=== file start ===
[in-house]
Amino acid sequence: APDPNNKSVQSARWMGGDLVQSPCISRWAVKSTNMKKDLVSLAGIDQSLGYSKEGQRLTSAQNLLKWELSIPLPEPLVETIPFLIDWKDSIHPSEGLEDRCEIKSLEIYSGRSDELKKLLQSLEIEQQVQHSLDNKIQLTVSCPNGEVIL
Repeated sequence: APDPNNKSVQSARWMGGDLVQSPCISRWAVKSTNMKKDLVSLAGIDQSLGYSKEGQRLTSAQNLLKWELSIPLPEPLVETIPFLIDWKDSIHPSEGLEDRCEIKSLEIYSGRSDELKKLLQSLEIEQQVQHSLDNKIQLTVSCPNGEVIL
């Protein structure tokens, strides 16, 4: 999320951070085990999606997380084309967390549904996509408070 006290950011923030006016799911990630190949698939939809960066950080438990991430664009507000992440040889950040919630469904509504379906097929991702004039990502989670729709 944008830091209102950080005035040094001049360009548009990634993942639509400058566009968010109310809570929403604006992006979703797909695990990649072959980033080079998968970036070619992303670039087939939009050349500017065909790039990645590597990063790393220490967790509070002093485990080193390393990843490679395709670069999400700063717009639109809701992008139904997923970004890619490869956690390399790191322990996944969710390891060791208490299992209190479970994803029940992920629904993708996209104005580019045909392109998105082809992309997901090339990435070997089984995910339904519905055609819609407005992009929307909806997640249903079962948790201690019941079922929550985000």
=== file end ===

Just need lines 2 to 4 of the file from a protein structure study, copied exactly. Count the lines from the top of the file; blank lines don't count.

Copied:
Amino acid sequence: APDPNNKSVQSARWMGGDLVQSPCISRWAVKSTNMKKDLVSLAGIDQSLGYSKEGQRLTSAQNLLKWELSIPLPEPLVETIPFLIDWKDSIHPSEGLEDRCEIKSLEIYSGRSDELKKLLQSLEIEQQVQHSLDNKIQLTVSCPNGEVIL
Repeated sequence: APDPNNKSVQSARWMGGDLVQSPCISRWAVKSTNMKKDLVSLAGIDQSLGYSKEGQRLTSAQNLLKWELSIPLPEPLVETIPFLIDWKDSIHPSEGLEDRCEIKSLEIYSGRSDELKKLLQSLEIEQQVQHSLDNKIQLTVSCPNGEVIL
């Protein structure tokens, strides 16, 4: 999320951070085990999606997380084309967390549904996509408070 006290950011923030006016799911990630190949698939939809960066950080438990991430664009507000992440040889950040919630469904509504379906097929991702004039990502989670729709 944008830091209102950080005035040094001049360009548009990634993942639509400058566009968010109310809570929403604006992006979703797909695990990649072959980033080079998968970036070619992303670039087939939009050349500017065909790039990645590597990063790393220490967790509070002093485990080193390393990843490679395709670069999400700063717009639109809701992008139904997923970004890619490869956690390399790191322990996944969710390891060791208490299992209190479970994803029940992920629904993708996209104005580019045909392109998105082809992309997901090339990435070997089984995910339904519905055609819609407005992009929307909806997640249903079962948790201690019941079922929550985000």